What are the unique characteristics of a generation that experienced so much death and change at a young age? It’s understandable that things like one’s family tree and past social norms took a backseat to the newfound modern take on living. 

There are three main characteristics that many people in the Lost Generation related to:

  • Individualism: In a world where leadership and democracy only ended in destruction, the American Dream changed shape. There was less of an interest in where you’ve been and more of a focus on where you were going and how you could get there — preferably alone. 
  • Debauchery: The Roaring Twenties earned its name for a reason. Conservative norms of the past were traded in for partying and excitement. Women stepped away from gender roles, wearing shorter dresses, smoking, and partying like everyone else. This was the golden age of having fun and living in the moment. 
  • Existentialism: With so much war in the past, not many people gave much thought to things like religion, the afterlife, or morality. Since life proved to have little meaning in the trenches of war, why search for meaning now?

These characteristics didn’t completely die as new generations took center stage. They’ve impacted every generation since, and we can still see signs of them in our modern world today.

If you ask senior citizens today about the Lost Generation, these were their grandparents. They’re sure to remember what a wild bunch they were to be around. 

The Lost Generation in Literature

You’ll likely recognize a number of names for some of the more well-known members of the Lost Generation. Most of the most widely known American authors, poets, thinkers, and artists are from this generation. This was also a time when African American writers and artists gained a larger voice within society. 

Some of the biggest names in the Lost Generation stuck around in the United States during the Harlem Renaissance. Writers like Langston Hughes and Zora Neale Hurston made a name for themselves during this time, and their work is still taught in schools across the country today. 

However, many of the writers of the Lost Generation headed to Europe. They found American society too limiting, and Paris was the center of art and culture during the Roaring Twenties.

Ernest Hemingway, Gertrude Stein, Kay Boyle, F. Scott Fitzgerald, Ezra Pound, and T.S. Eliot were all amongst the Lost Generation writers in Paris at the time. They threw wild parties, shared their work, and left an undeniable legacy on literature. 

Some of the most well-known Modernist works published during this time were:

  • Cane (Jean Tommer)
  • Mrs. Dalloway (Virginia Woolf)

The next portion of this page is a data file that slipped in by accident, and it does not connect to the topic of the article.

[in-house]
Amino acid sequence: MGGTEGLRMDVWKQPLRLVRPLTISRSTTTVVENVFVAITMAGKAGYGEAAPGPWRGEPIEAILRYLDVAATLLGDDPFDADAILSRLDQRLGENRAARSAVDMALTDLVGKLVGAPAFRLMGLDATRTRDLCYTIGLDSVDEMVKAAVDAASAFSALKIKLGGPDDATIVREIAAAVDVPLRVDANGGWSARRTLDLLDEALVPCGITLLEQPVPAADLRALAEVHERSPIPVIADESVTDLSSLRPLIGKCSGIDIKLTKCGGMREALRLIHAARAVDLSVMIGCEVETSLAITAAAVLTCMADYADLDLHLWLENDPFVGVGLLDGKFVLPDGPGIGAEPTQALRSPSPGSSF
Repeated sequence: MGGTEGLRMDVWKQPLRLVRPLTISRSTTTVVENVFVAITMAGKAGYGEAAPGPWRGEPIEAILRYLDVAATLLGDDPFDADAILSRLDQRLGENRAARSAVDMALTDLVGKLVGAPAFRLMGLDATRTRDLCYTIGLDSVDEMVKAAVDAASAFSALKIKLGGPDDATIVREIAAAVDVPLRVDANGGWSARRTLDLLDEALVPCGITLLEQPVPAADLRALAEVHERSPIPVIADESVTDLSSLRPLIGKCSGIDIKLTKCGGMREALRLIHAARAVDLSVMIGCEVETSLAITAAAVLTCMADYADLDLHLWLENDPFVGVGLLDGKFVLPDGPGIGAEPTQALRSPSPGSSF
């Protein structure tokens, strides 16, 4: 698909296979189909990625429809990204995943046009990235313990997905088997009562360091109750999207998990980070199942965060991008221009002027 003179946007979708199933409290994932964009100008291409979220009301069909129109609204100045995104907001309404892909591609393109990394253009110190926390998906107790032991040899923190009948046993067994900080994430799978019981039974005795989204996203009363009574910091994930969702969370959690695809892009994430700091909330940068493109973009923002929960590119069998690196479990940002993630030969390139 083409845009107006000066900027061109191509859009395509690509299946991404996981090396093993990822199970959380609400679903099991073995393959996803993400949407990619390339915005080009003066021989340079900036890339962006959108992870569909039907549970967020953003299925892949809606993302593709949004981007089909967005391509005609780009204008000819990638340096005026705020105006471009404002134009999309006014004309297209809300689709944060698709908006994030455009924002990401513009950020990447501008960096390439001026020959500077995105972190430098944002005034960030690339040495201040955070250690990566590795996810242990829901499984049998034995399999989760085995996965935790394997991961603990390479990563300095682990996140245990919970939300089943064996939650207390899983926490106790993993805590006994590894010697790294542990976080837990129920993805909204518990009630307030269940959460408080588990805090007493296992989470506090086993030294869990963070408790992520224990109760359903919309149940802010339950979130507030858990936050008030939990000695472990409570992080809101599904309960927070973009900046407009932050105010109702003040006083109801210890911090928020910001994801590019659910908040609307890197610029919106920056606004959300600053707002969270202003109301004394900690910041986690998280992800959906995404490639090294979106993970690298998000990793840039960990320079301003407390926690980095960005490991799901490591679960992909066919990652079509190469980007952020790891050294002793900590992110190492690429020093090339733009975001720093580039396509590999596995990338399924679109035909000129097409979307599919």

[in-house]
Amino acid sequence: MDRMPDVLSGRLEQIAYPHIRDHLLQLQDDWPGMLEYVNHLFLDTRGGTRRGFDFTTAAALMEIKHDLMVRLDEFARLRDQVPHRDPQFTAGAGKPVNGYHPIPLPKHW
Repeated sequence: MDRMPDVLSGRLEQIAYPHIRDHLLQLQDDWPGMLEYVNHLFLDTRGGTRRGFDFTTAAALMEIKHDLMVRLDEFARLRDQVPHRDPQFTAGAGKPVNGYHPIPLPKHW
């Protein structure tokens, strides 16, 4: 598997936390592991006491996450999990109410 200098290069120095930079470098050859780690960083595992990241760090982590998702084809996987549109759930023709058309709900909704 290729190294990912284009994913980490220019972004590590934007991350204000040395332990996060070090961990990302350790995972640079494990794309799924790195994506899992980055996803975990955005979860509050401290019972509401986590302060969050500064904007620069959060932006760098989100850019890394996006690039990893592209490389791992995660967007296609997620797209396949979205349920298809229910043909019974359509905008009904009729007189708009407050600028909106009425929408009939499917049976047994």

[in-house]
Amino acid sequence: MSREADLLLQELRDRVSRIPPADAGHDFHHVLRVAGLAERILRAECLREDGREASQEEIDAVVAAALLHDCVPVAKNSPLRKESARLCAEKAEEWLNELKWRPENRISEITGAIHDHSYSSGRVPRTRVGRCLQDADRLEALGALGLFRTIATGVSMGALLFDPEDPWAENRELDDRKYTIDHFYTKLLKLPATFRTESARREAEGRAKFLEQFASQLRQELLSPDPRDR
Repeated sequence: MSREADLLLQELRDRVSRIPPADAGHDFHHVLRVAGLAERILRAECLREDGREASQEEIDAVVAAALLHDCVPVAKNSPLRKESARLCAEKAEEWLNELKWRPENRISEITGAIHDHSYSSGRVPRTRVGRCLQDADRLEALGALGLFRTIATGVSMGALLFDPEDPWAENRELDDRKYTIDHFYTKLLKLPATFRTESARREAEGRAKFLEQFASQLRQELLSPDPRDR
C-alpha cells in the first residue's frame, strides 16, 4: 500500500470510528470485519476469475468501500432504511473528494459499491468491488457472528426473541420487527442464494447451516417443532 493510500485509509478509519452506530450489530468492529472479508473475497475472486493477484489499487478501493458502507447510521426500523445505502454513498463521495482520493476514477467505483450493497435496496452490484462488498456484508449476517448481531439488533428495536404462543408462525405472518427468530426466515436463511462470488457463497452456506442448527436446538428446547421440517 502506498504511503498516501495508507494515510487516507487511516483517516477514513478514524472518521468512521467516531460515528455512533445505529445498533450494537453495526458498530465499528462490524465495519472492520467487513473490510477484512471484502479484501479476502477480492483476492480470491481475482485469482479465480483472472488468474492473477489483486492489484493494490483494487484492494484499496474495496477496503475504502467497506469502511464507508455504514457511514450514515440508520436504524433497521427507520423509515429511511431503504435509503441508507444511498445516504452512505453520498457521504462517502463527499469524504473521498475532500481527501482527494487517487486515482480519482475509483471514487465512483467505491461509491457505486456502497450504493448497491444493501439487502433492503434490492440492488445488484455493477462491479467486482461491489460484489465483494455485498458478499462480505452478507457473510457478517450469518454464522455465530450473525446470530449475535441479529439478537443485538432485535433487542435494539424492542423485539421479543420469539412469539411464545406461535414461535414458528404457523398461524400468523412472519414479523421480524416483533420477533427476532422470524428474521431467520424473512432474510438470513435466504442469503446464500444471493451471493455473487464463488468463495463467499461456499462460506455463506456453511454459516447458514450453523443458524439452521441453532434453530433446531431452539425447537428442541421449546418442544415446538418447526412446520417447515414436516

• The Weary Blues (Langston Huges)
  • The Mysterious Affair at Styles (Agatha Christie)
  • The Great Gatsby (F. Scott Fitzgerald)
  • Their Eyes Were Watching God (Zora Neale Hurston)
  • The Sound and the Fury (William Faulkner)
  • The Age of Innocence (Edith Wharton)

These are reads that should be on everyone’s bucket list. Not only are they a great introduction to some of the finest literature, but they’re also a window into the Lost Generation.

There’s a lot to learn about those who came before us. If the Lost Generation teaches us anything, it’s that sometimes you have to fight the status quo. 

Discovering the Lost Generation

While the name implies this generation was “lost” to the First World War, that’s not really it at all. The war did cause a great deal of tragedy, but that’s not where this generation gets its name. The name comes from the Lost Generations’ insistence on shedding the cultural norms of the past. 

This was the first generation in modern American history to redefine what it means to come of age and live life fully. Though this generation is no longer around, it’s easy to see embers of this spark in modern life. We still live in a culture of innovation and moving forward. If there’s one thing the Lost Generation teaches, it’s that one should never look back. 

While generations each have their moment to shine, nothing lasts forever. The only remedy for existentialism is to prepare. Start end-of-life planning to consider your own legacy. By taking matters into your own hands now, you free yourself to live life fully later. 

If you want to learn more about generations, read our guides on sandwich generations and Gen Z.


  1. “American Culture in the 1920s.” Khan Academy. Khanacademy.org
  2. Eliot, T. S. “The Waste Land.” Poetry Foundation. PoetryFoundation.org